Cascoly Books: The Bloody Crucible of Courage

Cascoly Books - The Bloody Crucible of Courage

The Bloody Crucible of War
: Fighting Methods and Combat Experience of the Civil War by Brent Nosworthy

First, this is a difficult book to place - I found it while browsing in a bookstore, and it fully met my expectations, but it's not for the general audience, and probably not even the general Civil War reader. Two key groups who would most benefit from this book are Napoleonic and Civil War re-enactors and gamers. The latter would include both computer, board and miniatures players, and the book directly addresses problems each of those genres faces in verisimilitude. For example, the discussions of placement of artillery and types of ammunition bring forth considerations that are ignored by most games on the market, especially the psychological effects.

Nosworthy sets out to write the definitive book, but falls short; but it's certainly the best attempt yet. He starts with the decades before the war, examining practices in Europe, and finishes with several excellent chapters which stand alone as essays. These discuss the place of the Civil War in military history and thinking. The discussions of tactical doctrine are enlivened by vivid anecdotes. This relieves the potentially dreary theoretical passages, but the jumps can be disorienting. Sometimes the anecdotes are on point, other times, their usefulness is questionable. It needs better editing, both on this scale and to fix the numerous smaller typos and editing problems.

Despite these misgivings, I'd highly recommend this book -- he examines many 'myths' of the Civil War, such as the diminished role of cavalry; the effectiveness of edged weapons; the rifled versus smoothbore controversy for both artillery and small arms. (If these topics don't pique your interest, the book's probably not for you). The bayonet discussions in particular are novel - while agreeing with the consensus view that bayonet wounds were rare, he makes the stronger argument that bayonet ATTACKS played a key role in many actions. The rifle-smoothbore discussions also provide an excellent view of the historical transitions and adjustments from the French Revolutionary army thru Napoleon and the Civil War to the German domination in 1870. He tries to overturn many long held truisms about the Civil War, but the evidence he presents varies in its persuasiveness. At the least, though, he provides alternatives for what is often by hindsight thought of as obvious -- e.g., the long discussions of rifled and breech loading weapons are shown to have many more considerations, such as difficulty of aiming (muskets fire at the level, while rifles fire on a parabolic curve and require more precise attention). Of sidebar interest too, is the dominance of Scientific American in the military debates of the 1840-60's. Its current emphasis on theoretical and cutting edge advances in pure science obscures the fact that it in the 19th century a much stronger emphasis was on the engineering and mechanical arts.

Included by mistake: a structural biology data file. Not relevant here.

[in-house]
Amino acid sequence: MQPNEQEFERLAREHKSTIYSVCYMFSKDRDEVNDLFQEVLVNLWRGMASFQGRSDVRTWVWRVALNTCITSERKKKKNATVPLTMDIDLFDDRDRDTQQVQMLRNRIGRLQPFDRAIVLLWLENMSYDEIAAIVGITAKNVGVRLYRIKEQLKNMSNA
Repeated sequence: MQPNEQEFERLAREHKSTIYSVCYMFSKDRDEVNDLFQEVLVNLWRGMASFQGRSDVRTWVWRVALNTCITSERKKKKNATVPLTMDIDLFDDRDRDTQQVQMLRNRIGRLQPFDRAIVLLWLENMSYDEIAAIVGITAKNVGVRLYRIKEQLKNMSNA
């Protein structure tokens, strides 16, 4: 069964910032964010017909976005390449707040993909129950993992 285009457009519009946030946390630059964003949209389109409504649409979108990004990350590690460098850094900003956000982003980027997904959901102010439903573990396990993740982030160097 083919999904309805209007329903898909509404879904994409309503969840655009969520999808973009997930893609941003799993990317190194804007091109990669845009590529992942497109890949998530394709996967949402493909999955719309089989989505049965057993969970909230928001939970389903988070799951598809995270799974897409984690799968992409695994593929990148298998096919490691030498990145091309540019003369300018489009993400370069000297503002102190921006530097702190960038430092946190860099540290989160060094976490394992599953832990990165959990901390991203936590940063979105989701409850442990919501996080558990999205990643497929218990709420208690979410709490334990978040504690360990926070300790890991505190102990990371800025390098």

This book is both larger and smaller than it seems at first glance and heft -- it's 750 pages long, but the print is larger than average and the paper is thick, making for a pleasant tactile feel. In content, the book wanders, sometimes dealing in broad strategic and tactical analysis, other times dropping down to the minutiae of combat anecdotes.

  • Civil War images & maps

    More Civil War books & resources:

  • Books on the Civil War
  • Gettysburg and the Civil War - the Newt Gingrich version
  • More Battlefields
  • Artillery
  • The-Bloody-Crucible-of-Courage

  • Cascoly Prints & Products
    You can search by product, by collection or by keyword.
    Framed wall art, coffee mugs, greeting cards
    notebooks, jigsaw puzzles, clothing and much more
  • Cascoly book reviews & recommendations
  • Make money from your photography
  • Cascoly pictures and photos are available for you to use on your website, blog or other projects.
  • Cascoly blogs on travel, history & science